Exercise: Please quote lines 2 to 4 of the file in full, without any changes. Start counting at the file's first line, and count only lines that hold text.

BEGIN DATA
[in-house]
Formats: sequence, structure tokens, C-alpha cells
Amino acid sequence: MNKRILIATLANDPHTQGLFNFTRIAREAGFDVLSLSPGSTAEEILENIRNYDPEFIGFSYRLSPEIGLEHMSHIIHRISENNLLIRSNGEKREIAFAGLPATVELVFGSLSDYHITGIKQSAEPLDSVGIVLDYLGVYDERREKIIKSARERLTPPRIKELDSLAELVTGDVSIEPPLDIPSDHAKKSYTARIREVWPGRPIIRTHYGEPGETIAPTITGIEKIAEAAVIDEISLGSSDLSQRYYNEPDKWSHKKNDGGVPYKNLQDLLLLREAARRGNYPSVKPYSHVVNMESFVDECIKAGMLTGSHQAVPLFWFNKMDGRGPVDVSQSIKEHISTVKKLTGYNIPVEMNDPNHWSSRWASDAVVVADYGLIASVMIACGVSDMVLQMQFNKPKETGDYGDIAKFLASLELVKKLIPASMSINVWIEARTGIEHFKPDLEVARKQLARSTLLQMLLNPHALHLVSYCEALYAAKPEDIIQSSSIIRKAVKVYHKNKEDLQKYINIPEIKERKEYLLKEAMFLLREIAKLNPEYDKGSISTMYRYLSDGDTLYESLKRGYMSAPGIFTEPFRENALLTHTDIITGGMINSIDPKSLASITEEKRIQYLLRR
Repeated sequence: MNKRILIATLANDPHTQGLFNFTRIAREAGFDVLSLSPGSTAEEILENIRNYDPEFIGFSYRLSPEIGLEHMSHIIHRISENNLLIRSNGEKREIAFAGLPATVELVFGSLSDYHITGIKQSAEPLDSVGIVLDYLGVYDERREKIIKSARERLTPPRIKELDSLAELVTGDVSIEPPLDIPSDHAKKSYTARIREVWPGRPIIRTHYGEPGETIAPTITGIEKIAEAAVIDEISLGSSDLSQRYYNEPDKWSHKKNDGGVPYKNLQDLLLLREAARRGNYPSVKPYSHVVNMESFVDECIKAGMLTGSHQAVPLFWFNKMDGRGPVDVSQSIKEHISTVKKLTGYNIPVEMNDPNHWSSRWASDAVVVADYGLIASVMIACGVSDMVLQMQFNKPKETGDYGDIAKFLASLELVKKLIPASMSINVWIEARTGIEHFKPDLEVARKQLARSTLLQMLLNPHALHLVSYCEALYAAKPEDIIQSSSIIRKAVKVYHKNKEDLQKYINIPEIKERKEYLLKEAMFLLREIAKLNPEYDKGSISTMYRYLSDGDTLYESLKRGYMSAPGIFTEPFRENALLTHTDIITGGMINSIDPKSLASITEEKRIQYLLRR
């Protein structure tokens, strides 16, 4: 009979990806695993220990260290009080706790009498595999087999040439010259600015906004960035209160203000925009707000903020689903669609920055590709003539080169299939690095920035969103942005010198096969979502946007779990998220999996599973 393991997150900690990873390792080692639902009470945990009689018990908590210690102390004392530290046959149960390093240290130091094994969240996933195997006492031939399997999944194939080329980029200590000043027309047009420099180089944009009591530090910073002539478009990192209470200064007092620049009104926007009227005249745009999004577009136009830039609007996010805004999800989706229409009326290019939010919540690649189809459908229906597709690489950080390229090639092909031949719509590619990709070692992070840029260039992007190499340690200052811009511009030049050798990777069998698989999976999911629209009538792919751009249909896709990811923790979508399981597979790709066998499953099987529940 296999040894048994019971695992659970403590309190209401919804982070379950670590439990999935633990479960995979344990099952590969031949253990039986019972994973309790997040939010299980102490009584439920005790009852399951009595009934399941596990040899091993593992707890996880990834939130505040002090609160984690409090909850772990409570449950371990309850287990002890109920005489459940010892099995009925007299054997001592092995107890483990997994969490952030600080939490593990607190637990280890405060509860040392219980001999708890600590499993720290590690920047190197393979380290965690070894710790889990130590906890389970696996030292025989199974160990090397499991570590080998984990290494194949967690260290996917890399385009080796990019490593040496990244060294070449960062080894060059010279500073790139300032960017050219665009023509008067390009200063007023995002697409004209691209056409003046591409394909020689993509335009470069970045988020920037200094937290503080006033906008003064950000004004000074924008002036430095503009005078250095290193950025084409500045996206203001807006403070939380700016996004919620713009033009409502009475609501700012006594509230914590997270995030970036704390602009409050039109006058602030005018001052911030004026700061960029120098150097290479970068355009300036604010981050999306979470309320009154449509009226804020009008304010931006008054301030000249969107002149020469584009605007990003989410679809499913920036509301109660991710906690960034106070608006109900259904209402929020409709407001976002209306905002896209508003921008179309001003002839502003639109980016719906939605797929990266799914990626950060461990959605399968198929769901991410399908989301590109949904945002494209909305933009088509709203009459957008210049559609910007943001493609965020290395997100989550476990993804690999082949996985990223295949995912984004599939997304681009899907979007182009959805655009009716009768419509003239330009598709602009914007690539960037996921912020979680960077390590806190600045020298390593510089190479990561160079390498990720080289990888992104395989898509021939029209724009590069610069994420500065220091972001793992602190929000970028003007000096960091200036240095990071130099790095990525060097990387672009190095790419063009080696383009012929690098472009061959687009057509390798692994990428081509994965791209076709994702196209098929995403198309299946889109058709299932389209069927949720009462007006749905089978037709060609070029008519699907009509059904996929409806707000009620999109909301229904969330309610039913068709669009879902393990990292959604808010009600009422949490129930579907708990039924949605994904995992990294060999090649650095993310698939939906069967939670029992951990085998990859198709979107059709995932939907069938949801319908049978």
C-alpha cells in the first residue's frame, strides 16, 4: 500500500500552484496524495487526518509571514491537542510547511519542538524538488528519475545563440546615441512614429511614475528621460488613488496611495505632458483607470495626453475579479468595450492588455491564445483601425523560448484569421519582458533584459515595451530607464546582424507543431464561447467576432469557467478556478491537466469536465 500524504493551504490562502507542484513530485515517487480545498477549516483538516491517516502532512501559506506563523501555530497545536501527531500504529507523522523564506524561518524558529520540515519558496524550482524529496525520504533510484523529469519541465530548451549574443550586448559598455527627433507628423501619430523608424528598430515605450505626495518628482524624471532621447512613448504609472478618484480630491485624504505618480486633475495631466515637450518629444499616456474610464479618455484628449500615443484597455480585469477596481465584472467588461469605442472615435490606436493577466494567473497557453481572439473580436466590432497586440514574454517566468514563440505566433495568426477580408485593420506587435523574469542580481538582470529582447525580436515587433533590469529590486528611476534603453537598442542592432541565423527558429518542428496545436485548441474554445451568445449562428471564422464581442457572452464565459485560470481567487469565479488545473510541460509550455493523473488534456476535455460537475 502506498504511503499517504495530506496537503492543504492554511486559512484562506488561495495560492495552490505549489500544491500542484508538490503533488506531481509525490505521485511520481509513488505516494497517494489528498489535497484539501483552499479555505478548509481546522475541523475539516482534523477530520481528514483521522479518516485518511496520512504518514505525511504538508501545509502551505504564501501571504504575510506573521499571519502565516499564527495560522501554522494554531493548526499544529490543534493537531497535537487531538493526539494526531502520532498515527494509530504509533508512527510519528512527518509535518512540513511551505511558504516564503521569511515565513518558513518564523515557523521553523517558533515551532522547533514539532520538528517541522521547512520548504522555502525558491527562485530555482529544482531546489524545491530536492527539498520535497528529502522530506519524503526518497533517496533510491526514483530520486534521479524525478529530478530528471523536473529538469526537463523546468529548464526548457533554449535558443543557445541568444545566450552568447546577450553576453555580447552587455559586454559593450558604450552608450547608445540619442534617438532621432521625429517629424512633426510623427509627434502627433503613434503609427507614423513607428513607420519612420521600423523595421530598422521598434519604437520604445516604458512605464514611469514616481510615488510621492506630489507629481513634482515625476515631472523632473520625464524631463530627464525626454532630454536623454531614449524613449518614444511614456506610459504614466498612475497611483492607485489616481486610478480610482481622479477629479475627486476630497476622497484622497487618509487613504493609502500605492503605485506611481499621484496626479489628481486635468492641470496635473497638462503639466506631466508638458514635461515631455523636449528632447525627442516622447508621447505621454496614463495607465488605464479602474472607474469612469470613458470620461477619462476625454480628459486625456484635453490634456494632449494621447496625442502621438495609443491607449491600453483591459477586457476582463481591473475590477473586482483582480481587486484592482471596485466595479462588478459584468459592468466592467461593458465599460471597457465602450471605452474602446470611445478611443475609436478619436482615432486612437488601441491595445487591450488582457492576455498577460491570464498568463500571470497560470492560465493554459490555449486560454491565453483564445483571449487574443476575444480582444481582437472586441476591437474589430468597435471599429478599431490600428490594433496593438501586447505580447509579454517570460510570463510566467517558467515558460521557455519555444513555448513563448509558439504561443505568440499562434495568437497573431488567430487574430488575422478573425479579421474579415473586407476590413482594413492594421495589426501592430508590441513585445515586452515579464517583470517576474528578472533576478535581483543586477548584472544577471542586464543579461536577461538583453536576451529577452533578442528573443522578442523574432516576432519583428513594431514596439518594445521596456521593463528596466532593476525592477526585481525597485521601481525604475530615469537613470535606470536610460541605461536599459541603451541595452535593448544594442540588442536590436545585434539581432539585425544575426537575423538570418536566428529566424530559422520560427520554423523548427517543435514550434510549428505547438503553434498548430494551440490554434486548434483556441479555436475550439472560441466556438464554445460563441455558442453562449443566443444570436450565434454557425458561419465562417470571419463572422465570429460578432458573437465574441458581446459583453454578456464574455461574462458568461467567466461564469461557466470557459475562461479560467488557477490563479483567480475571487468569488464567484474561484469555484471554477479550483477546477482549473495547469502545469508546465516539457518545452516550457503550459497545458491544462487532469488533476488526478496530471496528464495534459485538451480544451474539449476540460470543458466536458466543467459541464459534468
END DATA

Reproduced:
Formats: sequence, structure tokens, C-alpha cells
Amino acid sequence: MNKRILIATLANDPHTQGLFNFTRIAREAGFDVLSLSPGSTAEEILENIRNYDPEFIGFSYRLSPEIGLEHMSHIIHRISENNLLIRSNGEKREIAFAGLPATVELVFGSLSDYHITGIKQSAEPLDSVGIVLDYLGVYDERREKIIKSARERLTPPRIKELDSLAELVTGDVSIEPPLDIPSDHAKKSYTARIREVWPGRPIIRTHYGEPGETIAPTITGIEKIAEAAVIDEISLGSSDLSQRYYNEPDKWSHKKNDGGVPYKNLQDLLLLREAARRGNYPSVKPYSHVVNMESFVDECIKAGMLTGSHQAVPLFWFNKMDGRGPVDVSQSIKEHISTVKKLTGYNIPVEMNDPNHWSSRWASDAVVVADYGLIASVMIACGVSDMVLQMQFNKPKETGDYGDIAKFLASLELVKKLIPASMSINVWIEARTGIEHFKPDLEVARKQLARSTLLQMLLNPHALHLVSYCEALYAAKPEDIIQSSSIIRKAVKVYHKNKEDLQKYINIPEIKERKEYLLKEAMFLLREIAKLNPEYDKGSISTMYRYLSDGDTLYESLKRGYMSAPGIFTEPFRENALLTHTDIITGGMINSIDPKSLASITEEKRIQYLLRR
Repeated sequence: MNKRILIATLANDPHTQGLFNFTRIAREAGFDVLSLSPGSTAEEILENIRNYDPEFIGFSYRLSPEIGLEHMSHIIHRISENNLLIRSNGEKREIAFAGLPATVELVFGSLSDYHITGIKQSAEPLDSVGIVLDYLGVYDERREKIIKSARERLTPPRIKELDSLAELVTGDVSIEPPLDIPSDHAKKSYTARIREVWPGRPIIRTHYGEPGETIAPTITGIEKIAEAAVIDEISLGSSDLSQRYYNEPDKWSHKKNDGGVPYKNLQDLLLLREAARRGNYPSVKPYSHVVNMESFVDECIKAGMLTGSHQAVPLFWFNKMDGRGPVDVSQSIKEHISTVKKLTGYNIPVEMNDPNHWSSRWASDAVVVADYGLIASVMIACGVSDMVLQMQFNKPKETGDYGDIAKFLASLELVKKLIPASMSINVWIEARTGIEHFKPDLEVARKQLARSTLLQMLLNPHALHLVSYCEALYAAKPEDIIQSSSIIRKAVKVYHKNKEDLQKYINIPEIKERKEYLLKEAMFLLREIAKLNPEYDKGSISTMYRYLSDGDTLYESLKRGYMSAPGIFTEPFRENALLTHTDIITGGMINSIDPKSLASITEEKRIQYLLRR